By Terrence McCoy
By Scott Fishman
By Deirdra Funcheon
By Allie Conti
By New Times Staff
By Ryan Pfeffer
By Deirdra Funcheon
By Kyle Swenson
The state ignored Pavlescak's reports and gave Growing Together full license. The buzz at the West Palm Beach DCF office was that the political push had come from the top. Gov. Bob Martinez was one year away from becoming the nation's drug czar under President George H.W. Bush.
"It wasn't until later that I learned that Martinez had ties to the program," Pavlescak explains, "and that some strange things had happened." During his investigation of Growing Together, Pavlescak had personally reported one complaint to the state's child abuse registry. Upon inquiry, a state official later told him that no complaints existed.
Pavlescak left state employment in April 1990 following an unrelated dispute with one of his bosses, who was later chastised for a financial conflict of interest by the Florida Commission on Ethics.
Even after Pavlescak left public service, the state continued to document abuse at Growing Together. An August 1993 investigation by Pavlescak's successor, James Kouba, documented that "there appears to be a lack of clinical supervision" at Growing Together. Some staff members couldn't identify their supervisors, state officials learned, and the children complained about the "lack of adult supervision."
Growing Together also failed to correct the violations Pavlescak had cited three years earlier. Among DCF's findings in 1993:
Teenagers would restrain fellow patients by sitting on them.
In two instances, a group of parents who called themselves the "restraining fathers" kidnapped runaway girls and returned them to Growing Together. One girl's aunt reported that several men had pulled up to her house and dragged the girl into a van.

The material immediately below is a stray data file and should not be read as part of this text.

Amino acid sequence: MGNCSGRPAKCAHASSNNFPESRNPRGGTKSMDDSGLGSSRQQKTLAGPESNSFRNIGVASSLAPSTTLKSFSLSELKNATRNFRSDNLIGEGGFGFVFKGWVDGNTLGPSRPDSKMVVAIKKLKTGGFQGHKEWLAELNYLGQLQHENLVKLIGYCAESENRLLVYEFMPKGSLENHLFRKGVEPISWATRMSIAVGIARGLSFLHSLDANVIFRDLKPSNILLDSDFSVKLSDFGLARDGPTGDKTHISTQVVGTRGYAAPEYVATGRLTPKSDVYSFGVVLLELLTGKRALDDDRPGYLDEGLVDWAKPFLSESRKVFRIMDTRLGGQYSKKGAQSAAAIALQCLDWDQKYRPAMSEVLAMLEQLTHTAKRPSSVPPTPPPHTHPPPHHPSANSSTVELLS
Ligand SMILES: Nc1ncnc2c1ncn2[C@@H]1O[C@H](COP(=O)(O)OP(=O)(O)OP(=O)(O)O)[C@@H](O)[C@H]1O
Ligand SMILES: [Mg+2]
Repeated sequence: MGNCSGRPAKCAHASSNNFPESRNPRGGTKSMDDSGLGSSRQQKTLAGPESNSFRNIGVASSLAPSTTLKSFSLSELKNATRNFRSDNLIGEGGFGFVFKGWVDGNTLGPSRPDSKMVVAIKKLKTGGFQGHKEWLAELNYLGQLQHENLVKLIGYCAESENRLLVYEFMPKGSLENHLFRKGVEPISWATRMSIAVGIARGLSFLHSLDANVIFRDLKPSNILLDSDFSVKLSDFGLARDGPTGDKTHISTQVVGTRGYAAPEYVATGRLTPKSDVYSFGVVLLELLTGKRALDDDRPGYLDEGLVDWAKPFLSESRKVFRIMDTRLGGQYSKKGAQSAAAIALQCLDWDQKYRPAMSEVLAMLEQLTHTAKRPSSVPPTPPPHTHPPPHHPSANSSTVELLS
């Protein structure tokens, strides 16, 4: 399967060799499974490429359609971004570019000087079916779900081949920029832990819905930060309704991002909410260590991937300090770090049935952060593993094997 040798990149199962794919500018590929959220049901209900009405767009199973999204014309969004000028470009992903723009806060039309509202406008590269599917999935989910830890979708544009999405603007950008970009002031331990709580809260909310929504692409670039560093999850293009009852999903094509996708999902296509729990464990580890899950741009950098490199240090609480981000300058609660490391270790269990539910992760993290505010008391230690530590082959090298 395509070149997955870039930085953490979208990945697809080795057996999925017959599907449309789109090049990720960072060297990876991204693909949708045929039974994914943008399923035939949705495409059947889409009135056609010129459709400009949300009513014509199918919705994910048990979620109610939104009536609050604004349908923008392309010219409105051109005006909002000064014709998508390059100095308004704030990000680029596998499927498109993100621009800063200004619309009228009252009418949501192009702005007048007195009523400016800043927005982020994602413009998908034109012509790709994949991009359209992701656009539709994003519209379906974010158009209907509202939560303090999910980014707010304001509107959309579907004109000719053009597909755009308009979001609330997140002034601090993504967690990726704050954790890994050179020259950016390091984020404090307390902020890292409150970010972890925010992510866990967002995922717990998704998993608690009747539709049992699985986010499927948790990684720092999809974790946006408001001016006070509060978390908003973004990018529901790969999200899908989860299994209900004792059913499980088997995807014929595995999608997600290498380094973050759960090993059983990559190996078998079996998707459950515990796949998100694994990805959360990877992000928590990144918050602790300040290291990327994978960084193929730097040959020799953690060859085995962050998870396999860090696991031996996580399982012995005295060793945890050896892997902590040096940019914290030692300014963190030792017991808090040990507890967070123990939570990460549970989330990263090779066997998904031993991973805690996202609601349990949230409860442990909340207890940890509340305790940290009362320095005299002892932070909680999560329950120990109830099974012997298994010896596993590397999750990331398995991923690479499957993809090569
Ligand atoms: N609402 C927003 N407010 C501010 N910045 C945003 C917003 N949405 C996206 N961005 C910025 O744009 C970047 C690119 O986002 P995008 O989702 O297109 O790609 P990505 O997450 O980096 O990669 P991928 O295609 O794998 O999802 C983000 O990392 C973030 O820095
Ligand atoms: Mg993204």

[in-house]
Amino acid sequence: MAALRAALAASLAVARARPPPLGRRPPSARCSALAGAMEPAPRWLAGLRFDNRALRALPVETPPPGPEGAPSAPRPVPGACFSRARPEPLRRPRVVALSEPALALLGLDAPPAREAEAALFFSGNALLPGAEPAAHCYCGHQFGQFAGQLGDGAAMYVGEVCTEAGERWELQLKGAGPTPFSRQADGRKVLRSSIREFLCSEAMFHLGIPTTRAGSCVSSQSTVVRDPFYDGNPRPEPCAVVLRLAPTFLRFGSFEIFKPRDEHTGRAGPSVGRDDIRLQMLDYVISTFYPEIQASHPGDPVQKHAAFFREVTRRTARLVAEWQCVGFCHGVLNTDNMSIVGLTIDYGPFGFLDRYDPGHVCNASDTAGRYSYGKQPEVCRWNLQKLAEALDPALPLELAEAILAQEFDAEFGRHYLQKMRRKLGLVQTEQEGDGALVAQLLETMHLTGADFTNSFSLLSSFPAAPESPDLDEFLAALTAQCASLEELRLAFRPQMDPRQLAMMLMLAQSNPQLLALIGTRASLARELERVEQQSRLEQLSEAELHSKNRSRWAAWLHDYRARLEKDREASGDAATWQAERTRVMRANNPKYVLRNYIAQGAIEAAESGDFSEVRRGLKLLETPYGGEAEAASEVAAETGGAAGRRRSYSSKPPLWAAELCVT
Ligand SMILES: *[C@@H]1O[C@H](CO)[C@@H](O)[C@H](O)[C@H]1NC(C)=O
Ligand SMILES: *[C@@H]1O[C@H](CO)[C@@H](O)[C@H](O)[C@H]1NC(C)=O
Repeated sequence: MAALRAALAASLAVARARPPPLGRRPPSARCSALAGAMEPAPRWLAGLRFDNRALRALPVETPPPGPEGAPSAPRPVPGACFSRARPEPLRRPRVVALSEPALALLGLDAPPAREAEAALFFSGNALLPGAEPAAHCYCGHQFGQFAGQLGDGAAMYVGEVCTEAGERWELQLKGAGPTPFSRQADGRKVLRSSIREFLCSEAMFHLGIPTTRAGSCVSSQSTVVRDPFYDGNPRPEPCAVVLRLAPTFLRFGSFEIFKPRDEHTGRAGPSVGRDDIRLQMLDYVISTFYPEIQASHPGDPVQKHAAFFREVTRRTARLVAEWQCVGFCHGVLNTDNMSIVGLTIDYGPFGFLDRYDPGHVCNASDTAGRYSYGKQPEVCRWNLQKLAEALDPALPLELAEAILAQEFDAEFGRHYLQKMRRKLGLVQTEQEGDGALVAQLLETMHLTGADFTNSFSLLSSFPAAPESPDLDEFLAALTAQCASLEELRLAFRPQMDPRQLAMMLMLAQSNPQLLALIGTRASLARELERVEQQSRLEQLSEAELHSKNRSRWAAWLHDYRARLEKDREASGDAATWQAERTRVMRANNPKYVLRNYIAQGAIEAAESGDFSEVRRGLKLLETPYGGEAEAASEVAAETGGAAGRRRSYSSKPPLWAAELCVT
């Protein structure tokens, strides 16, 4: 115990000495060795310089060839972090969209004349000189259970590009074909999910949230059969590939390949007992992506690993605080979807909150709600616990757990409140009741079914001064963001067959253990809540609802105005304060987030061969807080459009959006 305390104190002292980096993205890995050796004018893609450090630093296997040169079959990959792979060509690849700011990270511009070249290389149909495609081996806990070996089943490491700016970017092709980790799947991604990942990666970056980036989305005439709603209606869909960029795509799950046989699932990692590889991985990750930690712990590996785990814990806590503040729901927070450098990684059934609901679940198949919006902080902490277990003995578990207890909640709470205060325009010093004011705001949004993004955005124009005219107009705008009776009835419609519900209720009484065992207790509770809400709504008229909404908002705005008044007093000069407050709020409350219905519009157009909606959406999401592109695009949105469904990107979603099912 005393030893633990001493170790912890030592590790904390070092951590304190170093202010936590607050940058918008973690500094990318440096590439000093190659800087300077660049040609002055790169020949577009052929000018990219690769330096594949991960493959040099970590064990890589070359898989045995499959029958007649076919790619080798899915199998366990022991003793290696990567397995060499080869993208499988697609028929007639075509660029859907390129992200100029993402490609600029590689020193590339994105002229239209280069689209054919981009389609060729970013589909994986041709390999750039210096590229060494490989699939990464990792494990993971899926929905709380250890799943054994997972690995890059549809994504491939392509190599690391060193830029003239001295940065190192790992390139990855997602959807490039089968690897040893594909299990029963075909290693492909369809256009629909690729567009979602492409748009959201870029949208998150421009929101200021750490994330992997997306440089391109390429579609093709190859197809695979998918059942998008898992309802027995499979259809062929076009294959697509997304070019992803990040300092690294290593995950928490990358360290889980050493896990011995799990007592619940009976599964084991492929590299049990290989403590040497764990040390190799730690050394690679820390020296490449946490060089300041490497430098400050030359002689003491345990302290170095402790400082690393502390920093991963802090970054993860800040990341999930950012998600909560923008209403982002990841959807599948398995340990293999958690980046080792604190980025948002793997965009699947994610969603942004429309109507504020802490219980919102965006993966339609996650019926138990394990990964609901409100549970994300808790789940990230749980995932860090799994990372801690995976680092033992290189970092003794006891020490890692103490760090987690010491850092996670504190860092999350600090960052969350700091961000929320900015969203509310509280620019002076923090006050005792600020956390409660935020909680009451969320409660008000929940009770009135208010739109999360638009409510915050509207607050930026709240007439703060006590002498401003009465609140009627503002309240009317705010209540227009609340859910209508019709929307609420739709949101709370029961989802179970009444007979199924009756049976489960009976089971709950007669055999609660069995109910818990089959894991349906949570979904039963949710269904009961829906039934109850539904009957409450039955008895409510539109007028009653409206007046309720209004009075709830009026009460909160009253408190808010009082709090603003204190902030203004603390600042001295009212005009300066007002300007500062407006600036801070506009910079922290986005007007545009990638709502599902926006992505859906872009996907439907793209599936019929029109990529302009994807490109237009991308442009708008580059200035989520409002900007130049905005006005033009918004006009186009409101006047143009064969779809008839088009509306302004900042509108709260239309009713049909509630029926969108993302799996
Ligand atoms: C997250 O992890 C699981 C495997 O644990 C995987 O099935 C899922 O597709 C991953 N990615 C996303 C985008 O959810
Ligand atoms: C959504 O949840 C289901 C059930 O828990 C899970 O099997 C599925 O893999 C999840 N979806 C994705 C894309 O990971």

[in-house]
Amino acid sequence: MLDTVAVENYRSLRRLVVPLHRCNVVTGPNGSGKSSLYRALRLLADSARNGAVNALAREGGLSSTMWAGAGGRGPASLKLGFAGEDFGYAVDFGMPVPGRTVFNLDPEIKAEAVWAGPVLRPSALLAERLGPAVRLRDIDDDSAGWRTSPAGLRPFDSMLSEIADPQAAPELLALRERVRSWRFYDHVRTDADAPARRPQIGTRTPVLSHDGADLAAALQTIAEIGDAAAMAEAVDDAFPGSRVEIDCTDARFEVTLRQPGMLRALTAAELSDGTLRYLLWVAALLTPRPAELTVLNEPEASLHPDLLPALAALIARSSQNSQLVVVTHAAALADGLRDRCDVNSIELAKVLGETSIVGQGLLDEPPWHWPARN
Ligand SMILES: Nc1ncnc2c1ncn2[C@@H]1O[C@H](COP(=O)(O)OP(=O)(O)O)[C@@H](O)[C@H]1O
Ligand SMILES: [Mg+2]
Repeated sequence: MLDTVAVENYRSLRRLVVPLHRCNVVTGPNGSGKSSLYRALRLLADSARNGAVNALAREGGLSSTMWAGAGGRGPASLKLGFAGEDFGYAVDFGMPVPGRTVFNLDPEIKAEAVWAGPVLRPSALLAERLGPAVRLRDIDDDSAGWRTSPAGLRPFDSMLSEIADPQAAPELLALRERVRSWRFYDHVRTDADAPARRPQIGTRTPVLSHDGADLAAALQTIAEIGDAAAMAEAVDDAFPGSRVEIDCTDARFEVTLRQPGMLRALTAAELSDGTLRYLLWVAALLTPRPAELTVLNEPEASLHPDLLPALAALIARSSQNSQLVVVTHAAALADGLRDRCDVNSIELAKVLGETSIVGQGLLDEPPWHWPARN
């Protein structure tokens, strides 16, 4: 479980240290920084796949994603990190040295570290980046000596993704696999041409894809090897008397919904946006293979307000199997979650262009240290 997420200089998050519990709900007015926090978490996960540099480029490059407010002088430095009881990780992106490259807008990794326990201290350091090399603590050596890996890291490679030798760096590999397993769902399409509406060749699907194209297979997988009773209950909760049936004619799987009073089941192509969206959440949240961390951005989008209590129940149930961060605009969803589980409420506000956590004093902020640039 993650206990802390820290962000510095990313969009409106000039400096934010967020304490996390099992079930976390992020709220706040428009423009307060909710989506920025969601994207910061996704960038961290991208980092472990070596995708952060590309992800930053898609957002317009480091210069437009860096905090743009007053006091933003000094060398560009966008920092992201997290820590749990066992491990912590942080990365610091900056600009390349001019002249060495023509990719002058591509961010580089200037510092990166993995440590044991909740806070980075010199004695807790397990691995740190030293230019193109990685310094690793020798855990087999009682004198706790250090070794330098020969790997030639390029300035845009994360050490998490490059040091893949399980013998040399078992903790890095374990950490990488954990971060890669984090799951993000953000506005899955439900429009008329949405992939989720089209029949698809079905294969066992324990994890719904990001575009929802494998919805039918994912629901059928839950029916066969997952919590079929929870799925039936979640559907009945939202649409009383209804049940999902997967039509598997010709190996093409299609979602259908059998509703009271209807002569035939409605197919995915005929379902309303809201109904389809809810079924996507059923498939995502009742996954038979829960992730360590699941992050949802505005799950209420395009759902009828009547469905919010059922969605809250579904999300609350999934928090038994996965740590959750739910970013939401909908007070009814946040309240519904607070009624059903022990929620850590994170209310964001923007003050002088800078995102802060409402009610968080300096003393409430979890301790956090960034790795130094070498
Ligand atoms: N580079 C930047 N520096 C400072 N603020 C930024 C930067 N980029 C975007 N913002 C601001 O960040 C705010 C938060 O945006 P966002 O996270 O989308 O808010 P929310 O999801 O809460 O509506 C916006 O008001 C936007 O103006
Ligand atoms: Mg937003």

Kids of both sexes were forced to use a jar or pot in the bedroom if they needed to relieve themselves in the middle of the night.
The rigorous program is also associated with a suicide. Travis Stone, a 20-year-old African-American who had successfully graduated from Growing Together and become a staff member, told peers as early as January 23, 1993, that "he was feeling helpless and overwhelmed." Those remarks were not passed on to clinical or executive staff members, Kouba alleged. Six months later, on July 27, 1993, Stone took a combination of pills and alcohol and then put a plastic bag over his head.
Kouba blamed Growing Together, claiming that the facility did not send Stone to a psychiatrist or psychologist. "His feelings were discounted by peer staff as merely 'manipulative,'" the report stated. "Only a trained professional should be in the position of making this evaluation, which, in this case, may have been a life-and-death assessment."
The state ordered Growing Together to stop using children to counsel other children. "They are still involved in their own early recovery process and cannot be expected to take on the role of counselor while they are clients themselves," Kouba wrote. Allard claims that today, kids have easy access to licensed mental health professionals.